The real story of the financial crisis isn’t bank bonuses, the impending collapse of the Eurozone, or the Occupy movement.
It is how, in every Western country, trust in government has suddenly, dramatically collapsed in the crisis’ aftermath.
Gallup polls have found that a massive 81 per cent of Americans are dissatisfied with the way their nation is being governed. This is the record. Vietnam and Watergate did not induce such broad cynicism. Dissatisfaction only peaked at 66 per cent in 1974.
Americans believe more than ever that the government wastes their money and that congress doesn’t work in their best interests. Even the poor old Supreme Court is taking a beating.
It is just as bad in Europe. A Guardian survey of five countries in March 2011 found that 78 per cent of people did not trust their governments to deal with the problems facing the country. Eighty-nine per cent of people did not trust national politicians to act with honesty and integrity.
Australia fares much better, but here the decline has been steepest. Eighteen per cent of Australians now think that the most important problem facing the country today is “better government”, according to an Australian National University poll in October last year. In March 2010, that figure was just 5 per cent.
We’re coming into an era of post-trust politics – where voters no longer offer politicians and governments an assumption of good faith. Instead, voters now assume political promises will not be kept, that governments are hopeless unless proved otherwise, and, no matter how honest and charming they appear, all politicians are in it for themselves.
Those are, to be fair, reasonable hypotheses.
But we’ll miss trust when it’s gone. The father of liberalism, John Locke, wrote that voters hand governments power with “express or tacit Trust, that it shall be employed for their good, and the preservation of their property”. Government relies on trust to justify its most basic legitimacy – a trust that it will at least try to govern according to the wishes of the voters who put it there.
Certainly, there’s been a decline in trust across the board – no institution is immune.
But for the first time since they started asking the question, Gallup has found that in the United States satisfaction with the size and influence of the federal government is lower than satisfaction with the size and influence of big corporations. Americans now think those faceless, amoral, profit-seeking corporations are slightly more sympathetic than the governments they vote for and who claim to act on their behalf.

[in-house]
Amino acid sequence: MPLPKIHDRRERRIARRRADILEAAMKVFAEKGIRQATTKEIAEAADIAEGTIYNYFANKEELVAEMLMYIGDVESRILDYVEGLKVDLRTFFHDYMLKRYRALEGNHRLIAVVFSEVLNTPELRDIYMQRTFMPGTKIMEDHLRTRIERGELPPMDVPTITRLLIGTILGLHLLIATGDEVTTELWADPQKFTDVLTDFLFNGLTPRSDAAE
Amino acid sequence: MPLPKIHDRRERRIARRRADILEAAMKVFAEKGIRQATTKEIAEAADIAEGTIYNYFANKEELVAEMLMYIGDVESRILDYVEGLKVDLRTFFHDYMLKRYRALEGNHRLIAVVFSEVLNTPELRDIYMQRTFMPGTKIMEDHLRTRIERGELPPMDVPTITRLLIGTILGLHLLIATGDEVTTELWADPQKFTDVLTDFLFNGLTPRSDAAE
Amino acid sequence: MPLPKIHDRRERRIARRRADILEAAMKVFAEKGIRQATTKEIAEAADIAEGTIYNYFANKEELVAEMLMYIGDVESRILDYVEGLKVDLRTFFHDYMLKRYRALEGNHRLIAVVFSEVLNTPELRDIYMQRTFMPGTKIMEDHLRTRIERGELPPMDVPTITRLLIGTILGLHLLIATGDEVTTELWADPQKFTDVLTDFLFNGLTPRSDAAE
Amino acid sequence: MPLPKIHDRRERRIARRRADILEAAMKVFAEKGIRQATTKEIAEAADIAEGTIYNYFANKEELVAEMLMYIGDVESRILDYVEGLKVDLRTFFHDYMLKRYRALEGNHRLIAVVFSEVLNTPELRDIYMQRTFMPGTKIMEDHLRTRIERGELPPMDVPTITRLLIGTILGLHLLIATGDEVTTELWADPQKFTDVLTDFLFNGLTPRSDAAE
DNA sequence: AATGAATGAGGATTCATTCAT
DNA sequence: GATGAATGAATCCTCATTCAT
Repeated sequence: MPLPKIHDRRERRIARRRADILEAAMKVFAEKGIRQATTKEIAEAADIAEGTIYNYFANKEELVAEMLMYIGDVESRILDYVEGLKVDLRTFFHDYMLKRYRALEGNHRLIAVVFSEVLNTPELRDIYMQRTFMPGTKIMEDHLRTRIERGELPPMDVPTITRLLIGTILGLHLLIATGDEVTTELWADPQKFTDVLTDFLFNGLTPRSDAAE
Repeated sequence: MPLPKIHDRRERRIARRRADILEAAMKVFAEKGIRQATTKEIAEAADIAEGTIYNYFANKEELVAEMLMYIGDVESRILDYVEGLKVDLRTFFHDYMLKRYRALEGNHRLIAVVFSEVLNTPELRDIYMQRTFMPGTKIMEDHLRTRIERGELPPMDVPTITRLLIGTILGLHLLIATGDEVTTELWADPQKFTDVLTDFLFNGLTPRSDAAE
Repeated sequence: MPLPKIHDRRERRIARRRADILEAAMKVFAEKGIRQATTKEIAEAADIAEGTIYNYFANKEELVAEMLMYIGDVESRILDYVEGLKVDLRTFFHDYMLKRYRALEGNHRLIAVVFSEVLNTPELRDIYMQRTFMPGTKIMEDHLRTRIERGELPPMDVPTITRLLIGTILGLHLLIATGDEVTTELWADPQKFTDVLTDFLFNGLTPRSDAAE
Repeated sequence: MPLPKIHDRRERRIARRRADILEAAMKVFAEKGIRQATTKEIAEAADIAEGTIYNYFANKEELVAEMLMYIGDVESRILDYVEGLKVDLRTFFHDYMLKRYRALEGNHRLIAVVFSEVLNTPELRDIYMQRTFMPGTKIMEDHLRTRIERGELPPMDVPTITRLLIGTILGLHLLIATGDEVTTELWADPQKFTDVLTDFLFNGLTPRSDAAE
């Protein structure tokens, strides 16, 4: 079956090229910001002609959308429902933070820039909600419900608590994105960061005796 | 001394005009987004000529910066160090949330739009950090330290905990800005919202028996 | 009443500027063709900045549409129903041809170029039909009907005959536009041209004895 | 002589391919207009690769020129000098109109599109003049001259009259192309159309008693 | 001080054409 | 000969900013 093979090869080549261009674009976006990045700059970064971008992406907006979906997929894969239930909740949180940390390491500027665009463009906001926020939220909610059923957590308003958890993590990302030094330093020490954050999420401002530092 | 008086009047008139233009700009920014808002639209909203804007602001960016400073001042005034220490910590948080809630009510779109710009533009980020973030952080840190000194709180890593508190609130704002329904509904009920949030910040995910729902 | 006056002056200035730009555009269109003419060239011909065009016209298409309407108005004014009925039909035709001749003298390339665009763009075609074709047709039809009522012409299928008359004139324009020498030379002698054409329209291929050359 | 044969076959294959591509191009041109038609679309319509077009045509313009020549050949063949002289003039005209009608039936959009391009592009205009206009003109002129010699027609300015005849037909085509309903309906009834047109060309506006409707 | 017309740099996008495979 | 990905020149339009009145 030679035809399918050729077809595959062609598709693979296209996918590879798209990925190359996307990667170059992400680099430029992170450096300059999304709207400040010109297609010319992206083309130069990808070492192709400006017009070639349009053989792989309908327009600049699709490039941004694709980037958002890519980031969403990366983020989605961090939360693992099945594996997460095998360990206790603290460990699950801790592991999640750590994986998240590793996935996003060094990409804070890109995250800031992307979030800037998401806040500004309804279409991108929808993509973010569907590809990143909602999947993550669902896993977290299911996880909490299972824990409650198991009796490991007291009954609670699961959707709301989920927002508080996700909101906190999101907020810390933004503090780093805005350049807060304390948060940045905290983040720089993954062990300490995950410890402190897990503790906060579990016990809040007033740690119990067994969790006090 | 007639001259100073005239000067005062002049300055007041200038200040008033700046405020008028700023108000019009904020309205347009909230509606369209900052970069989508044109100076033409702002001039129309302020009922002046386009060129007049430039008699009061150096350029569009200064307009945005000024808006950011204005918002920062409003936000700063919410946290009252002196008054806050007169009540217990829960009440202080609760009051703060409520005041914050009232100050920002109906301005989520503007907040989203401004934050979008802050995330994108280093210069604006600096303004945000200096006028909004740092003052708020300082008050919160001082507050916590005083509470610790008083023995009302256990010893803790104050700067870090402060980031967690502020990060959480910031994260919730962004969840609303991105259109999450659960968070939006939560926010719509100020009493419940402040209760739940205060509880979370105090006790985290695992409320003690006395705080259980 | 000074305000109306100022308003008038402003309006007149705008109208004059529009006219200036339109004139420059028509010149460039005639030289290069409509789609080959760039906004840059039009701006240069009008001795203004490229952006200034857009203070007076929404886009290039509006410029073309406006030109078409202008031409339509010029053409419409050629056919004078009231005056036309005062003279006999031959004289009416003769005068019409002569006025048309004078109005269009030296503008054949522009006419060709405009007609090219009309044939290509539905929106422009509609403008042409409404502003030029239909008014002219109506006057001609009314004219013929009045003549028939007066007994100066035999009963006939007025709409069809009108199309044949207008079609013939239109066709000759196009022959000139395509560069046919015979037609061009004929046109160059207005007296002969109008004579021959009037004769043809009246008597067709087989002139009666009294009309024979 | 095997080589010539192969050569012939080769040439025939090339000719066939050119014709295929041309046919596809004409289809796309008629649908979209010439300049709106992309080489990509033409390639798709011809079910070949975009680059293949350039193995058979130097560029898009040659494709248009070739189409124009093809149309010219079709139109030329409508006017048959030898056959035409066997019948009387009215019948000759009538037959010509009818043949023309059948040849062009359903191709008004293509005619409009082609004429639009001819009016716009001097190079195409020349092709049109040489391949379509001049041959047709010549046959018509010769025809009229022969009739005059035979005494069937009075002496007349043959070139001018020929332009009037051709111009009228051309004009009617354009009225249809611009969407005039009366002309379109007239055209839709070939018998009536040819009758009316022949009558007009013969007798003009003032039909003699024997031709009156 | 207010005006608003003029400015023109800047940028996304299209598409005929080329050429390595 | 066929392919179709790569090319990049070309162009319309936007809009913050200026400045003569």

And polls consistently show that, as loathed as business leaders are, they’re not as loathed as politicians. The Edelman Trust Barometer is a survey of educated people in 25 countries which this week recorded the biggest decline in its history. It also found that while 27 per cent of people did not trust business leaders to tell the truth, 46 per cent did not trust government leaders.
Nor can we blame the financial crisis. In the United States, trust was at record lows even before the economy tanked.
Anyway, in times of crisis people are usually drawn to government, not away from it. After September 11, American faith in government surged – doubled, in fact, despite the obvious failure of the federal government to stop the attacks. It is not simple enough to say that failure breeds contempt (even casual observers of politics know that failure sometimes brings support).
Governments are the biggest organisations in society. In Western countries they consume between one-third and half of the nation’s economic production.
They have their fingers in every pie. They are relentlessly expansionary: politicians and bureaucrats are always looking for more areas to intervene in. Some people may feel this is not necessarily a bad thing, but it means that governments easily overstretch themselves; they promise too much and deliver too little. Politicians try to take responsibility for everything: from interest rates to waist sizes to the price of milk, petrol and Apple products.
Sure, a government which promises to fix everything is briefly appealing. But it is always, inevitably, a disappointment. We saw this, in a micro way, with the Rudd government – where too much was promised too quickly and it all fell in a heap. We’re now seeing the same phenomenon play out in a macro way with the sovereign debt crisis in Europe. Too much social support was promised for too long to too many people.
For a long time politicians have argued that they “create” jobs and “manage” the economy. Paul Keating was speaking for all candidates and incumbents when he claimed that to change a government is to change a country.
Now, having taken responsibility for everything good, they suddenly have to take responsibility for everything bad.
The result is a massive decline in trust, and a challenge to the foundations of democratic legitimacy.
Distrust has its upside though. Future politicians promising the world will be met with the cynicism they deserve. Perhaps – perhaps – governments might focus on doing a few things well, rather than a lot of things poorly.